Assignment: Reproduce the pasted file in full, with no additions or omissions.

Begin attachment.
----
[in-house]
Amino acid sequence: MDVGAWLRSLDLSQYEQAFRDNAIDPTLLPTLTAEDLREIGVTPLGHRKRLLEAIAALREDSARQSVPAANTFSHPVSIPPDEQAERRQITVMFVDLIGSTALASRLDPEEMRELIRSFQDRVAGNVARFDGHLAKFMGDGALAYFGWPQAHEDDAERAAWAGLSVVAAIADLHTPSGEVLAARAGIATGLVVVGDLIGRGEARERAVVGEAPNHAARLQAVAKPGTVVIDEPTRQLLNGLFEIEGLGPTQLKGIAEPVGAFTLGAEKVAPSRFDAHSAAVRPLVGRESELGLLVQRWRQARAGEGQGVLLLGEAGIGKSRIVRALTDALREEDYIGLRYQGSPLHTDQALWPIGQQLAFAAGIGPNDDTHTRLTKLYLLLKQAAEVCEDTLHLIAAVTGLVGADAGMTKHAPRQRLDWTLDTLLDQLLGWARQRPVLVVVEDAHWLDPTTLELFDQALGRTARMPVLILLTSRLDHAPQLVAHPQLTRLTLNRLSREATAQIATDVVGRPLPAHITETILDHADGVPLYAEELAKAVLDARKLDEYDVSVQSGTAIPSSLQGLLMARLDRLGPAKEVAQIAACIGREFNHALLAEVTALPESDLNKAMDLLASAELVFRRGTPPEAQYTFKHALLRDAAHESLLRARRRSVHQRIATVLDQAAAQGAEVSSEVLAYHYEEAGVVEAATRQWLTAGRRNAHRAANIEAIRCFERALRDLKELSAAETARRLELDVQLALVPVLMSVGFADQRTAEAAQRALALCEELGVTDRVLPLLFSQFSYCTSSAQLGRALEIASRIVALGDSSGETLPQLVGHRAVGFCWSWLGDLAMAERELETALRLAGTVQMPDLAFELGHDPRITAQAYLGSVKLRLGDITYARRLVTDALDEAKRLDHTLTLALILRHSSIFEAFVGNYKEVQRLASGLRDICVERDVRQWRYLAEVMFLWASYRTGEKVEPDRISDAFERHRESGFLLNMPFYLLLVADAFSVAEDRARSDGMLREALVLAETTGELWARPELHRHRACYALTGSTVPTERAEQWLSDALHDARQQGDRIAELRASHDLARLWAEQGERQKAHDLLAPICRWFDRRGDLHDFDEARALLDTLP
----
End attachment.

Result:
[in-house]
Amino acid sequence: MDVGAWLRSLDLSQYEQAFRDNAIDPTLLPTLTAEDLREIGVTPLGHRKRLLEAIAALREDSARQSVPAANTFSHPVSIPPDEQAERRQITVMFVDLIGSTALASRLDPEEMRELIRSFQDRVAGNVARFDGHLAKFMGDGALAYFGWPQAHEDDAERAAWAGLSVVAAIADLHTPSGEVLAARAGIATGLVVVGDLIGRGEARERAVVGEAPNHAARLQAVAKPGTVVIDEPTRQLLNGLFEIEGLGPTQLKGIAEPVGAFTLGAEKVAPSRFDAHSAAVRPLVGRESELGLLVQRWRQARAGEGQGVLLLGEAGIGKSRIVRALTDALREEDYIGLRYQGSPLHTDQALWPIGQQLAFAAGIGPNDDTHTRLTKLYLLLKQAAEVCEDTLHLIAAVTGLVGADAGMTKHAPRQRLDWTLDTLLDQLLGWARQRPVLVVVEDAHWLDPTTLELFDQALGRTARMPVLILLTSRLDHAPQLVAHPQLTRLTLNRLSREATAQIATDVVGRPLPAHITETILDHADGVPLYAEELAKAVLDARKLDEYDVSVQSGTAIPSSLQGLLMARLDRLGPAKEVAQIAACIGREFNHALLAEVTALPESDLNKAMDLLASAELVFRRGTPPEAQYTFKHALLRDAAHESLLRARRRSVHQRIATVLDQAAAQGAEVSSEVLAYHYEEAGVVEAATRQWLTAGRRNAHRAANIEAIRCFERALRDLKELSAAETARRLELDVQLALVPVLMSVGFADQRTAEAAQRALALCEELGVTDRVLPLLFSQFSYCTSSAQLGRALEIASRIVALGDSSGETLPQLVGHRAVGFCWSWLGDLAMAERELETALRLAGTVQMPDLAFELGHDPRITAQAYLGSVKLRLGDITYARRLVTDALDEAKRLDHTLTLALILRHSSIFEAFVGNYKEVQRLASGLRDICVERDVRQWRYLAEVMFLWASYRTGEKVEPDRISDAFERHRESGFLLNMPFYLLLVADAFSVAEDRARSDGMLREALVLAETTGELWARPELHRHRACYALTGSTVPTERAEQWLSDALHDARQQGDRIAELRASHDLARLWAEQGERQKAHDLLAPICRWFDRRGDLHDFDEARALLDTLP